Life Cycle Of Naegleria Fowleri
fowleri “is normally a free-living microscopic amoeba,” meaning that it can survive on its own without a host. This species is found most commonly in warm fresh waters and soil, where they make a living consuming other microorganisms such as bacteria (Naegleria).
2. Life-Cycle The life-cycle of N. fowleri is composed of three stages, trophozoite, flagellate, and cyst. There is no particular order for these stages, rather, each stage is entered in response to the amoeba 's environmental conditions. The amoeba will enter the trophozoite stage when environmental conditions are favorable. N. fowleri is a thermophilic organism, meaning it tends to prefer warmer environments (see fig. 1).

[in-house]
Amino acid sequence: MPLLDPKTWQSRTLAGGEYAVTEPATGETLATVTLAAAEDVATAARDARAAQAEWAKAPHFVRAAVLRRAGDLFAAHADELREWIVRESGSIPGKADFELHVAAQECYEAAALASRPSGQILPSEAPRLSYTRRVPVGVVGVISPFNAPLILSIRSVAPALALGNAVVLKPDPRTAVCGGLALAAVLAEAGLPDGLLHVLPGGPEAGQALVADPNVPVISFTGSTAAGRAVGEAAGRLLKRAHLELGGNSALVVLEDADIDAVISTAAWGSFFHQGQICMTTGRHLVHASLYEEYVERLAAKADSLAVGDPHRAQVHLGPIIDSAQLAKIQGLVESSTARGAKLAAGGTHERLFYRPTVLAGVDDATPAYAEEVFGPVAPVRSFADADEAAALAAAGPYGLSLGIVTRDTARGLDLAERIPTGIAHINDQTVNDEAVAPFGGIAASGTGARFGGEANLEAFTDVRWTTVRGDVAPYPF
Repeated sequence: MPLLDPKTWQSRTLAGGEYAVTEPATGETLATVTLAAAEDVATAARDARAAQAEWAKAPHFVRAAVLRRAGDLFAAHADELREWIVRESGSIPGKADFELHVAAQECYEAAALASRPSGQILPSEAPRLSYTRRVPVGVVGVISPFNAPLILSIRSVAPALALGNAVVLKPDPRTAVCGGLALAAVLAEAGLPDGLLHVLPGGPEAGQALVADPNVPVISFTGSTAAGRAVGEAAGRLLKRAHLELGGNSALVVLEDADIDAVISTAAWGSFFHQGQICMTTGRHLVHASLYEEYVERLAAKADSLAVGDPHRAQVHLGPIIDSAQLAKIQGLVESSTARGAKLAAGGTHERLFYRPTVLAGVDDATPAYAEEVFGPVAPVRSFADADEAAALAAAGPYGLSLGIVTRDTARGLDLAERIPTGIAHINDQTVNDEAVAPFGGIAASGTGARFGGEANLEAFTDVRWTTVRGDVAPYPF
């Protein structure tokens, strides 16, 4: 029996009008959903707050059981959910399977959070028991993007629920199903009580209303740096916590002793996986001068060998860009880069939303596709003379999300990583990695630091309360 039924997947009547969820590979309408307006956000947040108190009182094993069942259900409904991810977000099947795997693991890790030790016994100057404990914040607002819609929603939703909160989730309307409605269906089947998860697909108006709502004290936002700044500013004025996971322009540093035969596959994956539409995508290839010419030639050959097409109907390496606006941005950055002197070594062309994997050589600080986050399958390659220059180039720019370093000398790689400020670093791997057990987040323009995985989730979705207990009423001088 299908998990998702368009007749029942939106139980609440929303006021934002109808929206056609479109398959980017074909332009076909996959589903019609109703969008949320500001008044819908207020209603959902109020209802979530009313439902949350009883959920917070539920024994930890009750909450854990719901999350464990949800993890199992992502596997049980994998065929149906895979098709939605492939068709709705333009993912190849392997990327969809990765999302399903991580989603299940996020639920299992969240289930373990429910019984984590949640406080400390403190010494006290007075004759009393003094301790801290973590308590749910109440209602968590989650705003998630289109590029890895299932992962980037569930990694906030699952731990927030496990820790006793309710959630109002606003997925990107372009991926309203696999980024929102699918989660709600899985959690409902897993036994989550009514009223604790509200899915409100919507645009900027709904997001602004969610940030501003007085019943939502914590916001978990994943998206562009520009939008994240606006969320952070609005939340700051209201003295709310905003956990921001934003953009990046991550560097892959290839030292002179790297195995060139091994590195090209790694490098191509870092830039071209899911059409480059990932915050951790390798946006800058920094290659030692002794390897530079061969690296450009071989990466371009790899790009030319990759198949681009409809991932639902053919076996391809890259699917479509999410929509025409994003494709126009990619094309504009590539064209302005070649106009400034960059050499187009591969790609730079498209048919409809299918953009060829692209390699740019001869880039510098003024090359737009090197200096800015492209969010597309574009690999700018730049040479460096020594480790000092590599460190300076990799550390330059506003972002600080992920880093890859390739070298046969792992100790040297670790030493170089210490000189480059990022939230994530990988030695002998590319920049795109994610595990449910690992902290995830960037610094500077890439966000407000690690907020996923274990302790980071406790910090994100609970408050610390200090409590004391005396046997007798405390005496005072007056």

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This creates massive inflammation and cell death leading to the disease, Primary Amebic Meningoencephalitis (PAM). Further inflammation can be caused when the body’s immune system tries to attack the amoeba. Part of the body’s immune response is inflammation. This is when immune cells release certain proteins that stimulates the widening of blood vessels near the site of infection and attract more lymphocytes (Maier). Once the threat is eradicated, the inflammation is supposed to go away on its own. The amoeba, however, is extremely resilient and has developed a method of negating the body’s immune system. When immune cells try to attack the amoeba, it reverts to its cyst form, sheds the shell with the immune cells still on it, and escapes relatively unharmed (Hijackers). This prolongs the immune response and severely worsens